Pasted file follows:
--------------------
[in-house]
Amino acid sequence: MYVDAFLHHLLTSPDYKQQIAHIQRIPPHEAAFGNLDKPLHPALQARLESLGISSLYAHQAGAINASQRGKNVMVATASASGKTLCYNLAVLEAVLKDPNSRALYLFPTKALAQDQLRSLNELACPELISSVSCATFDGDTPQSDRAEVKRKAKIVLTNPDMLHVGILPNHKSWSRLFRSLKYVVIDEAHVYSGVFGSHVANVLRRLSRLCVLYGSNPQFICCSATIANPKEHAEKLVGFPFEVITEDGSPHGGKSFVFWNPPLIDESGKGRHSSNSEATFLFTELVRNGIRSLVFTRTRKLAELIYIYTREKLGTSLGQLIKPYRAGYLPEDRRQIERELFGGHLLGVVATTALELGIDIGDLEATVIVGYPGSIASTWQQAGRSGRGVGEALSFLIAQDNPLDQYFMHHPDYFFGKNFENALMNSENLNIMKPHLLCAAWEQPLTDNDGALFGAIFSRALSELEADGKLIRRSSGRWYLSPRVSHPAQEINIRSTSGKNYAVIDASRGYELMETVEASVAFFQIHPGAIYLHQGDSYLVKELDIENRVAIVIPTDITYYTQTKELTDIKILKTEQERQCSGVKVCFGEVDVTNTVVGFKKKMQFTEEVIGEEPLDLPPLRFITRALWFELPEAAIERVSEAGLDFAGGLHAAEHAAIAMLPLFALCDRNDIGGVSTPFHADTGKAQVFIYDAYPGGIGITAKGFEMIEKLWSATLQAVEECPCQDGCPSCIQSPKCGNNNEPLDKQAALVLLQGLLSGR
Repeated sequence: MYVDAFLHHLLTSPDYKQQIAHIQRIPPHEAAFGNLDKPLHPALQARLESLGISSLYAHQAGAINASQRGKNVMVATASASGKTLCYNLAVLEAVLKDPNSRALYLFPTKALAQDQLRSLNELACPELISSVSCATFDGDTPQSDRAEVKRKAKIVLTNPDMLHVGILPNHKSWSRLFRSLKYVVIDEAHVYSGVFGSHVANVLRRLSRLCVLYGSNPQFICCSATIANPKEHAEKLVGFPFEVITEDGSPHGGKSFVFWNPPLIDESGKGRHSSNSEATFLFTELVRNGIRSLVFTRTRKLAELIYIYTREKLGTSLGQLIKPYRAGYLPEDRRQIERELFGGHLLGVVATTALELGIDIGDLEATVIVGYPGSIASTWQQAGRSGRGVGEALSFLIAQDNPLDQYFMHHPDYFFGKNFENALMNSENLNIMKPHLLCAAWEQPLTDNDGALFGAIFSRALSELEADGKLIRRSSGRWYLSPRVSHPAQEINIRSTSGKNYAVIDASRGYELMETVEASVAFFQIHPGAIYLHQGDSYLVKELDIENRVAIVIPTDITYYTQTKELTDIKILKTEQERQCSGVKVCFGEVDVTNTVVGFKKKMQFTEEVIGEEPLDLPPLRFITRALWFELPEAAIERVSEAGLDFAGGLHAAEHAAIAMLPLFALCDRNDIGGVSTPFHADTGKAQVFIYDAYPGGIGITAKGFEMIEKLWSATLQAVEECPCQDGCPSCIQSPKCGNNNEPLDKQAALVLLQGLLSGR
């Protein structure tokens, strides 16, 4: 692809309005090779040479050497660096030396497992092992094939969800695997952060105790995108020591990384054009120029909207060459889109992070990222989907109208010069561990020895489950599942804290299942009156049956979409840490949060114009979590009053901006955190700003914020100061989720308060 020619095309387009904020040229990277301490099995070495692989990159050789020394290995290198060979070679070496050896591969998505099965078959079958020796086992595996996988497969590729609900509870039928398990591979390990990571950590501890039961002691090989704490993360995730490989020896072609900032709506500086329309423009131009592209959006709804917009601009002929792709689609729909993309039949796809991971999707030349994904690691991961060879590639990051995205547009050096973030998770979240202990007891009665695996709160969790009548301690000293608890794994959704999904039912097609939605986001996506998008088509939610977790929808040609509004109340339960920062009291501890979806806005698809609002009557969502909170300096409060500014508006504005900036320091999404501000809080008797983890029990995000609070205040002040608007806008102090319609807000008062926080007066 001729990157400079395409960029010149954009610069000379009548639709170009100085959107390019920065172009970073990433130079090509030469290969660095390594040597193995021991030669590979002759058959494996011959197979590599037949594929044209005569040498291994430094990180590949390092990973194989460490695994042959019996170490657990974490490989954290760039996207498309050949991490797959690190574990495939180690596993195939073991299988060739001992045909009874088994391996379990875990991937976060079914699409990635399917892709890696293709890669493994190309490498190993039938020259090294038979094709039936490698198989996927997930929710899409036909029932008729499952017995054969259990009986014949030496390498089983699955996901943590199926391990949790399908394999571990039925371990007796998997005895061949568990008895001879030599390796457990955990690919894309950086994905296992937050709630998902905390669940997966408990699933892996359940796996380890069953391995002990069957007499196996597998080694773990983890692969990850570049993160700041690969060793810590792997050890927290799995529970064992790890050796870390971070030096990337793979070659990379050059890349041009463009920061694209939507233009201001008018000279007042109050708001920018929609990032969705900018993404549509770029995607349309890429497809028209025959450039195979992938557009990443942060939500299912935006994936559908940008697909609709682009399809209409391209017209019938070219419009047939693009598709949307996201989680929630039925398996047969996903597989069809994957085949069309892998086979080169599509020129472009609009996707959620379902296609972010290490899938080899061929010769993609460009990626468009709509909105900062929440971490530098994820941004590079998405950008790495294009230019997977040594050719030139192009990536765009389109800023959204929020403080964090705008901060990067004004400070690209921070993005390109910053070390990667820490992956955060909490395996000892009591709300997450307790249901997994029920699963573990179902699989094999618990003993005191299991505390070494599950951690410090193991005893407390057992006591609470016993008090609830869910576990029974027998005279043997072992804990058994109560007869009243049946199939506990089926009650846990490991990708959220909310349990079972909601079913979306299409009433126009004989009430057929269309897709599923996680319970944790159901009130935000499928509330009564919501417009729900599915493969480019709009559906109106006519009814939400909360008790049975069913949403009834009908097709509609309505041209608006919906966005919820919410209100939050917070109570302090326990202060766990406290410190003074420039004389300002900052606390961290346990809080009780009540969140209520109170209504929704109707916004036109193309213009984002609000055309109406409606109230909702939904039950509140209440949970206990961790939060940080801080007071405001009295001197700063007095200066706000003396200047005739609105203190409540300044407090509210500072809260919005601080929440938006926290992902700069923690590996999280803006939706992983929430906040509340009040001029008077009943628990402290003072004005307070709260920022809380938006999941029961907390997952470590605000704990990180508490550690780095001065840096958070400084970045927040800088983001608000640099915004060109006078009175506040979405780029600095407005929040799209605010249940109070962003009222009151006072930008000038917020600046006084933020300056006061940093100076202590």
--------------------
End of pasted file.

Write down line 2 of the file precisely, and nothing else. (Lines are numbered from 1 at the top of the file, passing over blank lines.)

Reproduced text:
Amino acid sequence: MYVDAFLHHLLTSPDYKQQIAHIQRIPPHEAAFGNLDKPLHPALQARLESLGISSLYAHQAGAINASQRGKNVMVATASASGKTLCYNLAVLEAVLKDPNSRALYLFPTKALAQDQLRSLNELACPELISSVSCATFDGDTPQSDRAEVKRKAKIVLTNPDMLHVGILPNHKSWSRLFRSLKYVVIDEAHVYSGVFGSHVANVLRRLSRLCVLYGSNPQFICCSATIANPKEHAEKLVGFPFEVITEDGSPHGGKSFVFWNPPLIDESGKGRHSSNSEATFLFTELVRNGIRSLVFTRTRKLAELIYIYTREKLGTSLGQLIKPYRAGYLPEDRRQIERELFGGHLLGVVATTALELGIDIGDLEATVIVGYPGSIASTWQQAGRSGRGVGEALSFLIAQDNPLDQYFMHHPDYFFGKNFENALMNSENLNIMKPHLLCAAWEQPLTDNDGALFGAIFSRALSELEADGKLIRRSSGRWYLSPRVSHPAQEINIRSTSGKNYAVIDASRGYELMETVEASVAFFQIHPGAIYLHQGDSYLVKELDIENRVAIVIPTDITYYTQTKELTDIKILKTEQERQCSGVKVCFGEVDVTNTVVGFKKKMQFTEEVIGEEPLDLPPLRFITRALWFELPEAAIERVSEAGLDFAGGLHAAEHAAIAMLPLFALCDRNDIGGVSTPFHADTGKAQVFIYDAYPGGIGITAKGFEMIEKLWSATLQAVEECPCQDGCPSCIQSPKCGNNNEPLDKQAALVLLQGLLSGR